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Strafford Residents Debate Gun, Earth Rights  

  • With wings attached to her back, Roz Finn amplified those who spoke at Strafford Town Meeting yesterday as the “microphone fairy.” (Valley News - Jennifer Hauck)

    With wings attached to her back, Roz Finn amplified those who spoke at Strafford Town Meeting yesterday as the “microphone fairy.” (Valley News - Jennifer Hauck) Purchase photo reprints »

  • Strafford resident Hazel Lewis was honored at yesterday’s Town Meeting for her decades-long attendance at the annual event. (Valley News - Jennifer Hauck)

    Strafford resident Hazel Lewis was honored at yesterday’s Town Meeting for her decades-long attendance at the annual event. (Valley News - Jennifer Hauck) Purchase photo reprints »

  • Kenneth Alton digs into his lunch outside the Town House during the lunch break at Strafford Town Meeting yesterday. The stoves were used to keep food hot for the pot luck lunch. (Valley News - Jennifer Hauck)

    Kenneth Alton digs into his lunch outside the Town House during the lunch break at Strafford Town Meeting yesterday. The stoves were used to keep food hot for the pot luck lunch. (Valley News - Jennifer Hauck) Purchase photo reprints »

  • With wings attached to her back, Roz Finn amplified those who spoke at Strafford Town Meeting yesterday as the “microphone fairy.” (Valley News - Jennifer Hauck)
  • Strafford resident Hazel Lewis was honored at yesterday’s Town Meeting for her decades-long attendance at the annual event. (Valley News - Jennifer Hauck)
  • Kenneth Alton digs into his lunch outside the Town House during the lunch break at Strafford Town Meeting yesterday. The stoves were used to keep food hot for the pot luck lunch. (Valley News - Jennifer Hauck)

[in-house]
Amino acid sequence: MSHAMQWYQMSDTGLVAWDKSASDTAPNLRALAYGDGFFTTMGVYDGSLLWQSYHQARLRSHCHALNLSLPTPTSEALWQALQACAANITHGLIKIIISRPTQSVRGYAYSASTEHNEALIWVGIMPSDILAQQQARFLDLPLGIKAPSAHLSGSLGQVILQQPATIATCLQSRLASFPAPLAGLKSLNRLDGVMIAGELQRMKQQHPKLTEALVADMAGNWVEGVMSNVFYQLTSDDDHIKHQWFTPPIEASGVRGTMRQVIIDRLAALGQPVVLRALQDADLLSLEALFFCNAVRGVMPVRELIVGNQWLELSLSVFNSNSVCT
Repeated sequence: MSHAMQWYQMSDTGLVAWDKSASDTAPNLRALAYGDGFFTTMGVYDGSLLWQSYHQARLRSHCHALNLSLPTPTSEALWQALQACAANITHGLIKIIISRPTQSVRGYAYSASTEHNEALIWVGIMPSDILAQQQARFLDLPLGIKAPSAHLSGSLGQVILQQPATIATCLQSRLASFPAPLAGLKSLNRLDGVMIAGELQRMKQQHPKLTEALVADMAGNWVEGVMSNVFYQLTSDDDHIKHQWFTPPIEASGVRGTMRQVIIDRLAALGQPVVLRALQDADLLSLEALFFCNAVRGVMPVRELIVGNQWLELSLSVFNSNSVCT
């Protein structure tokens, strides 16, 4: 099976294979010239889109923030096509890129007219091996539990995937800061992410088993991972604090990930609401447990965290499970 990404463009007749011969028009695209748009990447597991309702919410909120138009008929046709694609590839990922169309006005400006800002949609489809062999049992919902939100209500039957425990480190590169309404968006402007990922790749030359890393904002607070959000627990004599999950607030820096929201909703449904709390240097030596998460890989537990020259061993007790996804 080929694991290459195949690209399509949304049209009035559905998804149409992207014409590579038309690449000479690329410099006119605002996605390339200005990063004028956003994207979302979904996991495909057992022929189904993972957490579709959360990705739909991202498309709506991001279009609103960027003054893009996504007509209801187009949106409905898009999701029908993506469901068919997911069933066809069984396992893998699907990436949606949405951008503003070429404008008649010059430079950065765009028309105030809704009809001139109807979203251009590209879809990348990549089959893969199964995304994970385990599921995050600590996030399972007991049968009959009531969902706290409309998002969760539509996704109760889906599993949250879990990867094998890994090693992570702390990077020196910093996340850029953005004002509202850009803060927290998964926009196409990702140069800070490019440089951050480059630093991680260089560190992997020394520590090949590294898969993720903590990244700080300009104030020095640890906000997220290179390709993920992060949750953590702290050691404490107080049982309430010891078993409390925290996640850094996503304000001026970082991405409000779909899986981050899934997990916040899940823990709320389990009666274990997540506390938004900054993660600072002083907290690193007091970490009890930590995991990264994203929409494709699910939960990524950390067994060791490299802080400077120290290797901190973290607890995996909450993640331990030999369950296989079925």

Strafford — After emotional debates, voters here overwhelmingly passed resolutions urging lawmakers to ban assault weapons and to bestow legal rights on the Earth during a Town Meeting in which parochial matters were nudged aside by a debate that has been carried out in living rooms across the country for past several weeks.

Over the course of five hours, budgets were approved and officeholders were selected, but the meeting was dominated by a proposal, ultimately passed by a 132-47 vote, to urge state lawmakers to ban assault rifles and require criminal background checks for all gun buyers.

“I don’t think anybody in this room needs to own these military-style weapons,” said Anne Peyton, a self-identified hunter. “I don’t think (the article) impinges on my Second Amendment rights. It says we have a right to speak against the NRA.”

Inevitably, the debate showcased the usual divisions: Gun rights advocates criticized the proposal as an infringement on the Second Amendment that would push guns onto the black market.

“We are doing a knee-jerk reaction,” resident Scott Traudt said. “Just like with drugs, and booze during Prohibition, you are going to create a black market that would be the envy of any Third World nation.”